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Jeffrey Hildebrandt
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PostPosted: Wed 31 Jul, 2013 7:29 am    Post subject: Indian Pata         Reply with quote

I don't usually work on swords, but this project was an interesting cross-over. This is my reproduction of an 18th C Indian pata hilt, with repoussť, etching and an Indian silk liner. It has been fitted with a Windlass blade, in an ironic juxtaposition of the original, which was made in India and fitted with a European blade.

I have posted more photos of this and other recent projects on my Facebook page.









-Hildebrandt

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Christian Borglum




Location: California
Joined: 21 Feb 2010

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PostPosted: Wed 31 Jul, 2013 9:21 am    Post subject:         Reply with quote

Wow, that's beautiful! Very cool. I don't think I've ever seen a high quality reproduction of a Pata before. Your detail work with the etching highlights creates a very striking piece. I also particularly like the decorative fringe treatment you've done on the exterior rivet washers where the grip is attached. Plus that patterned silk lining is pretty sweet! You can count me among the many myArmoury forumites who always look forward to seeing your work, Thanks for sharing.

Christian Borglum
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William P




Location: Sydney, Australia
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PostPosted: Wed 31 Jul, 2013 9:22 am    Post subject:         Reply with quote

ive seen patas in books quite a few times, that looks pretty exquisite in all areas of detail
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Jeffrey Hildebrandt
Industry Professional



PostPosted: Wed 31 Jul, 2013 10:03 am    Post subject:         Reply with quote

Christian Borglum wrote:
I also particularly like the decorative fringe treatment you've done on the exterior rivet washers where the grip is attached.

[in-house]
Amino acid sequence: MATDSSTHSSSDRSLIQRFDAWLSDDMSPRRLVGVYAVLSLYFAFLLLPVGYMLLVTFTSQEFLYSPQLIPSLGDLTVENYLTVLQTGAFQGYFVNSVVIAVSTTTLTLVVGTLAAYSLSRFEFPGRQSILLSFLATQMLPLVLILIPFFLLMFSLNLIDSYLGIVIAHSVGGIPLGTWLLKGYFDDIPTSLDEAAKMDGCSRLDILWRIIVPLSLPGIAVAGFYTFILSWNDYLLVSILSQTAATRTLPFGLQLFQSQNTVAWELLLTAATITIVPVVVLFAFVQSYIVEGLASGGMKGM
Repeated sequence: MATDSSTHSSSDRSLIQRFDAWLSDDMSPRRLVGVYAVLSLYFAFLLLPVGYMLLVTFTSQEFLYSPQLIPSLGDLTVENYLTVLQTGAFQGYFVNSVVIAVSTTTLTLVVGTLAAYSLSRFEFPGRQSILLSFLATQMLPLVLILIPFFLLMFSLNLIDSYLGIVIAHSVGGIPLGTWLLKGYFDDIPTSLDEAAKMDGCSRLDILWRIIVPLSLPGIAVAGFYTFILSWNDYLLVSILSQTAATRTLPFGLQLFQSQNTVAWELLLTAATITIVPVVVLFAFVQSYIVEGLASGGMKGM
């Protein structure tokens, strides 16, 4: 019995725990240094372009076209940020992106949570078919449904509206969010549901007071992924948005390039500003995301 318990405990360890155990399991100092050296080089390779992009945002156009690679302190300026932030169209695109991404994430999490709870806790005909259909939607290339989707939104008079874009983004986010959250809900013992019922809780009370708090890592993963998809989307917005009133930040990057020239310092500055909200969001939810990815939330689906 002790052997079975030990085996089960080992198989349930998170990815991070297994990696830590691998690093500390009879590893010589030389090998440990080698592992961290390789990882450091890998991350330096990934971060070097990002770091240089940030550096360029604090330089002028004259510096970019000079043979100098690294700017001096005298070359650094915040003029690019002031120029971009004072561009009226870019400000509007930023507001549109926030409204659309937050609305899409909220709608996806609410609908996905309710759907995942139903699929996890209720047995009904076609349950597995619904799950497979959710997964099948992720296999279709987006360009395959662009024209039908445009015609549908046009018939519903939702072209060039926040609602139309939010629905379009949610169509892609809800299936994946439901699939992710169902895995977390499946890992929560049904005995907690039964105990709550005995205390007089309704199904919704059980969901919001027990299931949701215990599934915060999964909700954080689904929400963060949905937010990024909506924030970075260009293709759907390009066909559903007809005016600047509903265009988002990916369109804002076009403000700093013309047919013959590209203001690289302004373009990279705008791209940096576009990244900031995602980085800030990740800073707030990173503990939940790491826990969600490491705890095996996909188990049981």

Actually, the washers securing the grip on the original I referenced were a bit different on each side, whether intentionally or from subsequent repair. I thought it an interesting detail, so I replicated it. If you look closely, you can see that one is slightly smaller with coarser lobes, and the other is larger with a finely "toothed" edge.

Thank you both for your compliments.

-Hildebrandt

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Matthew G.M. Korenkiewicz




Location: Michigan, USA
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PostPosted: Wed 31 Jul, 2013 4:57 pm    Post subject:         Reply with quote

Now this is what I'm talking ' bout ! B-)

Beautifully done. It would be great to see the item in hand / on arm, and
interesting to read what you learned about the pata, or how much you may
have modernized the project ...
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Ian Hutchison




Location: Louisiana / Nordrhein-Westholland
Joined: 27 Nov 2007

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PostPosted: Wed 31 Jul, 2013 5:17 pm    Post subject:         Reply with quote

That screams cool. I'd love to see what it looks like being 'worn' (or is it held? Perhaps both.).
'We are told that the pen is mightier than the sword, but I know which of these weapons I would choose.' - Adrian Carton de Wiart
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Jonathan Hopkins




PostPosted: Thu 01 Aug, 2013 8:42 am    Post subject:         Reply with quote

Sensational! This is the first pata replica I have seen, and I doubt I will see its rival (unless you make another one!). Well done!

Jonathan
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Jeffrey Hildebrandt
Industry Professional



PostPosted: Thu 01 Aug, 2013 9:21 am    Post subject:         Reply with quote

Matthew G.M. Korenkiewicz wrote:
It would be great to see the item in hand / on arm, and
interesting to read what you learned about the pata, or how much you may
have modernized the project ...


Unfortunately, I never thought to take a photograh of the pata being worn. It would have been a such a great opportunity to show of my embroidered kurta pajama, too! ;-)